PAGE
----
This work characterizes the effect of lipid and noise signals on muscle diffusion parameter estimation in several conventional and non-Gaussian models, the ultimate objectives being to characterize popular fat suppression approaches for human muscle diffusion studies, to provide simulations to inform experimental work and to report normative non-Gaussian parameter values. The models investigated in this work were the Gaussian monoexponential and intravoxel incoherent motion (IVIM) models, and the non-Gaussian kurtosis and stretched exponential models. These were evaluated via simulations, and in vitro and in vivo experiments. Simulations were performed using literature input values, modeling fat contamination as an additive baseline to data, whereas phantom studies used a phantom containing aliphatic and olefinic fats and muscle-like gel. Human imaging was performed in the hamstring muscles of 10 volunteers. Diffusion-weighted imaging was applied with spectral attenuated inversion recovery (SPAIR), slice-select gradient reversal and water-specific excitation fat suppression, alone and in combination. Measurement bias (accuracy) and dispersion (precision) were evaluated, together with intra- and inter-scan repeatability. Simulations indicated that noise in magnitude images resulted in <6% bias in diffusion coefficients and non-Gaussian parameters (α, K), whereas baseline fitting minimized fat bias for all models, except IVIM. In vivo, popular SPAIR fat suppression proved inadequate for accurate parameter estimation, producing non-physiological parameter estimates without baseline fitting and large biases when it was used. Combining all three fat suppression techniques and fitting data with a baseline offset gave the best results of all the methods studied for both Gaussian diffusion and, overall, for non-Gaussian diffusion. It produced consistent parameter estimates for all models, except IVIM, and highlighted non-Gaussian behavior perpendicular to muscle fibers (

  9. Systematic determination of the thickness of a thin oxide layer on a multilayered structure by using an X-ray reflectivity analysis

    NASA Astrophysics Data System (ADS)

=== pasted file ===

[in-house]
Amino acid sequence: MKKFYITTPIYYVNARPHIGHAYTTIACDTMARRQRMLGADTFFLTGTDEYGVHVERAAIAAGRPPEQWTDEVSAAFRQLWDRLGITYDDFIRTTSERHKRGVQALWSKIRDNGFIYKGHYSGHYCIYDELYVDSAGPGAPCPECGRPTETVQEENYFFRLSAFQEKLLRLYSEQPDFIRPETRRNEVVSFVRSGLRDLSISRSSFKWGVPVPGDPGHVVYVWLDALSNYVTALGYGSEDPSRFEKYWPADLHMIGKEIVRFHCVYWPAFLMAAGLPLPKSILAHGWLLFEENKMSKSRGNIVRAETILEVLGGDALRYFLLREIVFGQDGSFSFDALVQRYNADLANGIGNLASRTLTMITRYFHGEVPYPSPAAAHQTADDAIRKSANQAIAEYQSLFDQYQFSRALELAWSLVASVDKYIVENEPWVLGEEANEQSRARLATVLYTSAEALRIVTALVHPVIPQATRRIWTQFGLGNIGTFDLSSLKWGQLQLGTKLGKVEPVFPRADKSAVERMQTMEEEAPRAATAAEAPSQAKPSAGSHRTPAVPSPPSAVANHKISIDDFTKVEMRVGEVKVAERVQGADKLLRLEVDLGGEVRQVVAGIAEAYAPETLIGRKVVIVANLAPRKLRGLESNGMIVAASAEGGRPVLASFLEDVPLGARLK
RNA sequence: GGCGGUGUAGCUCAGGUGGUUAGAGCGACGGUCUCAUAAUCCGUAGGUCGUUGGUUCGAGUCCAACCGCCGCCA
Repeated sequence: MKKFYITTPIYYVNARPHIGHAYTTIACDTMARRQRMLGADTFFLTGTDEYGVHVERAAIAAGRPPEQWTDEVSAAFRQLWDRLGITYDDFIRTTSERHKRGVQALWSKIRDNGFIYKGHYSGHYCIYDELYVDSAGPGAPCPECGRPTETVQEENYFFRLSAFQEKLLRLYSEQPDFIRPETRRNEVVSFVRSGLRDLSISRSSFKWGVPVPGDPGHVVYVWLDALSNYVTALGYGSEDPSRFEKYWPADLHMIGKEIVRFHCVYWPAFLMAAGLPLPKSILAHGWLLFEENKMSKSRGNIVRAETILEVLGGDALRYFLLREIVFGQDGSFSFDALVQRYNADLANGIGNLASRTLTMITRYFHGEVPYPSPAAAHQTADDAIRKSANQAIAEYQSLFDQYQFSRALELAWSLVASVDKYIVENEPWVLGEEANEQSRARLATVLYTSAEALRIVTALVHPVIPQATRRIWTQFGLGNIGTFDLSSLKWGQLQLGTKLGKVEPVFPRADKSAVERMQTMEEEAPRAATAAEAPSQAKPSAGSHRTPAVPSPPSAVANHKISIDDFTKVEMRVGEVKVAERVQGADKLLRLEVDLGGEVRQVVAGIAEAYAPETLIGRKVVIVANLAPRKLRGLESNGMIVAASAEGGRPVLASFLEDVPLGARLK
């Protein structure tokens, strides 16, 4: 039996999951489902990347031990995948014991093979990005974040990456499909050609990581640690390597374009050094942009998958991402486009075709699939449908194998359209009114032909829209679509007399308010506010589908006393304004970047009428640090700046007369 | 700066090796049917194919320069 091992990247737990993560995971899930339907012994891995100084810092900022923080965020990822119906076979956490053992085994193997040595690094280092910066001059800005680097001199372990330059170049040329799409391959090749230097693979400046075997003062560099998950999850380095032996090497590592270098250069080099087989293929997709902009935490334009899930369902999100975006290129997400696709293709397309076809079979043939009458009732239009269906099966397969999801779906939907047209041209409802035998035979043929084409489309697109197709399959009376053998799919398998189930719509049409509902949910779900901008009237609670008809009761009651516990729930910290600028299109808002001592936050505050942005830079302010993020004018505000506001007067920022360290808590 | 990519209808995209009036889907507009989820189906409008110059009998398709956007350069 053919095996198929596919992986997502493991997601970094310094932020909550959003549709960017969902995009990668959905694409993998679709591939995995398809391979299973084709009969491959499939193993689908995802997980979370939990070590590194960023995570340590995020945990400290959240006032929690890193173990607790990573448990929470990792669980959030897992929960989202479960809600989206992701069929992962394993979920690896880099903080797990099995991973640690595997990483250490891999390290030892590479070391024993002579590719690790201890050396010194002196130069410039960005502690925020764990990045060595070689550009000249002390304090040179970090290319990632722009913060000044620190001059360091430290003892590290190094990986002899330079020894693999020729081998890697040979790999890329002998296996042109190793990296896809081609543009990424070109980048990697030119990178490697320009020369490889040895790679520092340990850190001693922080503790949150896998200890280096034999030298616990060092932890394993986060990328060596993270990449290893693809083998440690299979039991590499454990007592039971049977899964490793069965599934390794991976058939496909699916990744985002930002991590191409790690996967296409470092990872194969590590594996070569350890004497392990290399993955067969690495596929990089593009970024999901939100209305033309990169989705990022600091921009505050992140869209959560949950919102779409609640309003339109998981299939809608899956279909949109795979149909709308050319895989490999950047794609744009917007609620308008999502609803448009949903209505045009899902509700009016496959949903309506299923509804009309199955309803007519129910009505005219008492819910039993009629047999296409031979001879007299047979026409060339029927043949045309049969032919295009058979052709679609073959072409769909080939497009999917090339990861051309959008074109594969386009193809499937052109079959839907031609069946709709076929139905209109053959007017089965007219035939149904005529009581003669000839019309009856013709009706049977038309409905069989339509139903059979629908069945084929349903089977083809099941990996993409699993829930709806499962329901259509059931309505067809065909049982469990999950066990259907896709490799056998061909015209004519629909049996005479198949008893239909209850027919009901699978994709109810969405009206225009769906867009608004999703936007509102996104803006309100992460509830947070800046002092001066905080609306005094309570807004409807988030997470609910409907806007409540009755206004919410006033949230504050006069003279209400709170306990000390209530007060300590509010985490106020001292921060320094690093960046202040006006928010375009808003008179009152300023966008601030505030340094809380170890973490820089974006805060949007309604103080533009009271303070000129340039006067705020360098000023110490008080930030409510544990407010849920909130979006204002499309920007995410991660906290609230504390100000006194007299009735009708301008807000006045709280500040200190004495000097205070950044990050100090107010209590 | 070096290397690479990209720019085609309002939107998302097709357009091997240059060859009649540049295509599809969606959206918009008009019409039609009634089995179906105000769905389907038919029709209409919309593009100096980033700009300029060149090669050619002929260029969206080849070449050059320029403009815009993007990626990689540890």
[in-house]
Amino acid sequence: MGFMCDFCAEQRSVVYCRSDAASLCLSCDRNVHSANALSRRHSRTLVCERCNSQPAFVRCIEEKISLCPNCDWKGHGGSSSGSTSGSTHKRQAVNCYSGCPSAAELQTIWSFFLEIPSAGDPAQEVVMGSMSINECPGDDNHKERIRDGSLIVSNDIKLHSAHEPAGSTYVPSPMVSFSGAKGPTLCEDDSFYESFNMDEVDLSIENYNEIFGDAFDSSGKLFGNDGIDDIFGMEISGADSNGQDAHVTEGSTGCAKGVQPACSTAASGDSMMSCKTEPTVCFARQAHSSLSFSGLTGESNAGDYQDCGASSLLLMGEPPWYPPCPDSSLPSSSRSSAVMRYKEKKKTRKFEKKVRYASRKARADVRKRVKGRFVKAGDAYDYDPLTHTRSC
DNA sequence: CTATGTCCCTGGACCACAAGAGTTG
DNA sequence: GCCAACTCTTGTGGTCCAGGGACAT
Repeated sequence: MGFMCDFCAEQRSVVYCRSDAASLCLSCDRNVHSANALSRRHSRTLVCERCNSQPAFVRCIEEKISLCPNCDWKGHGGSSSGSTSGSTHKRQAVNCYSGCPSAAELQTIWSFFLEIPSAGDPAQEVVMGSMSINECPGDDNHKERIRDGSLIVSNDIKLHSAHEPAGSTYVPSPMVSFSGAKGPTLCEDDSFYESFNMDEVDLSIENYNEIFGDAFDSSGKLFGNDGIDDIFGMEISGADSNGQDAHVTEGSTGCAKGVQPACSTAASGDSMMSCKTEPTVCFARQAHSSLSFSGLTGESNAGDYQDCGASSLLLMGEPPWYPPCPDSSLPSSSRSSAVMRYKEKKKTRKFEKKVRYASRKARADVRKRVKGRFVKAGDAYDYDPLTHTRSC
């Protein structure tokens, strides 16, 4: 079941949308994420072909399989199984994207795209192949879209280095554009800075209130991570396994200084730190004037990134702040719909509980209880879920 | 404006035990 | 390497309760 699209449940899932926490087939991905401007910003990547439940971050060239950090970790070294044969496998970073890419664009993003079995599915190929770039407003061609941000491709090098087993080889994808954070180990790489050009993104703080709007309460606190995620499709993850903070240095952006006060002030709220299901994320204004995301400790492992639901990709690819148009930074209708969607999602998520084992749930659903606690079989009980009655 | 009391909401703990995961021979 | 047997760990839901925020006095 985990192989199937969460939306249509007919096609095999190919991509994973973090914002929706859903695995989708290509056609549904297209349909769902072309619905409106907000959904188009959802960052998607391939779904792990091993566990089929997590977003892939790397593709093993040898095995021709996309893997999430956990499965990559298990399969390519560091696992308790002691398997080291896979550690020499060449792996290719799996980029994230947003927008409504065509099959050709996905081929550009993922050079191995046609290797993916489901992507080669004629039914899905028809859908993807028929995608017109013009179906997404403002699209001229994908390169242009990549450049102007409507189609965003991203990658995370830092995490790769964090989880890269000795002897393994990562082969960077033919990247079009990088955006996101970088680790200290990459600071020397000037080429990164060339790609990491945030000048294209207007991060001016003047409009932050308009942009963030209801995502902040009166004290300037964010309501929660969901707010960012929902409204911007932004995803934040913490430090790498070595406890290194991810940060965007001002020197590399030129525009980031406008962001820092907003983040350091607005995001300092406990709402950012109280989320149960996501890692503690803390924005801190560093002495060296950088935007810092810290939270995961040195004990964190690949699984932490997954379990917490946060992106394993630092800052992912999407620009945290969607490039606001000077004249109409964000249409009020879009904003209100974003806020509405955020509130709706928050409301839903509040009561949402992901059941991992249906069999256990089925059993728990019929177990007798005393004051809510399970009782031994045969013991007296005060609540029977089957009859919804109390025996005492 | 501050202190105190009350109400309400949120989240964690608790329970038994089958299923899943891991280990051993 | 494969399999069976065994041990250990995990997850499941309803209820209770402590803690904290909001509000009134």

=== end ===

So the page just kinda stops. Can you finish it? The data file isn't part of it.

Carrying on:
Lee, Jisung; Park, Sungkyun

    2016-09-01

    X-ray reflectometry was used to determine the chemical structure of oxidized Permalloy films grown at different oxidation times. The oxidation time-dependent thickness, roughness and chemical density of each layer were examined simultaneously using the Parratt formalism. With increasing oxidation time, the Permalloy thickness decreased while forming a new oxide layer. After oxidation for 40 sec, the Permalloy film's thickness remained the same for further oxidation, indicating the formation of an oxidation barrier with a scattering length density much lower than that of the Permalloy. The interfacial roughness between the interface layer and the top protective layer remained the same regardless of the oxidation time.

  10. Determining concentration fields of tracer plumes for layered porous media in flow-tank experiments

    NASA Astrophysics Data System (ADS)

    Yu, Zhongbo; Schwartz, Franklin W.

    In the laboratory, computer-assisted image analysis provides an accurate and efficient way to monitor tracer experiments. This paper describes the determination of detailed temporal concentration distributions of tracers in a flow-tank experiment by analyzing photographs of plumes of Rhodamine dye through the glass wall of the tank. The methodology developed for this purpose consists of four steps: (1) digitally scanning black and white negatives obtained from photographs of the flow-tank experiment; (2) calibrating and normalizing each digitized image to a standard optical-density scale by determining the relation between the optical density and pixel value for each image; (3) constructing standard curves relating the concentration in an optical density from five experimental runs with predetermined concentrations (2-97mg/L) and (4) converting the optical density to concentration. The spatial distribution of concentration for two photographs was determined by applying these calibration and conversion procedures to all pixels of the digitized images. This approach provides an efficient way to study patterns of plume evolution and transport mechanisms. Résumé Au laboratoire, l'analyse d'images assistée par ordinateur est un moyen précis et efficace pour suivre certaines expériences de traçage. Ce papier présente comment sont déterminées dans le détail les distributions temporelles de la concentration en traceur au cours d'une expérience d'écoulement en réservoir au moyen de l'analyse de photographies de panaches de rhodamine à travers la paroi de verre du réservoir. La méthodologie développée dans cette expérience suit quatre étapes: (1) digitalisation par balayage des négatifs noir et blanc des prises de vue de l'expérience d'écoulement en réservoir (2) calibration et normalisation de chaque image digitalisée par rapport à une échelle étalon de densité optique en déterminant la relation entre la densité optique et la valeur des pixels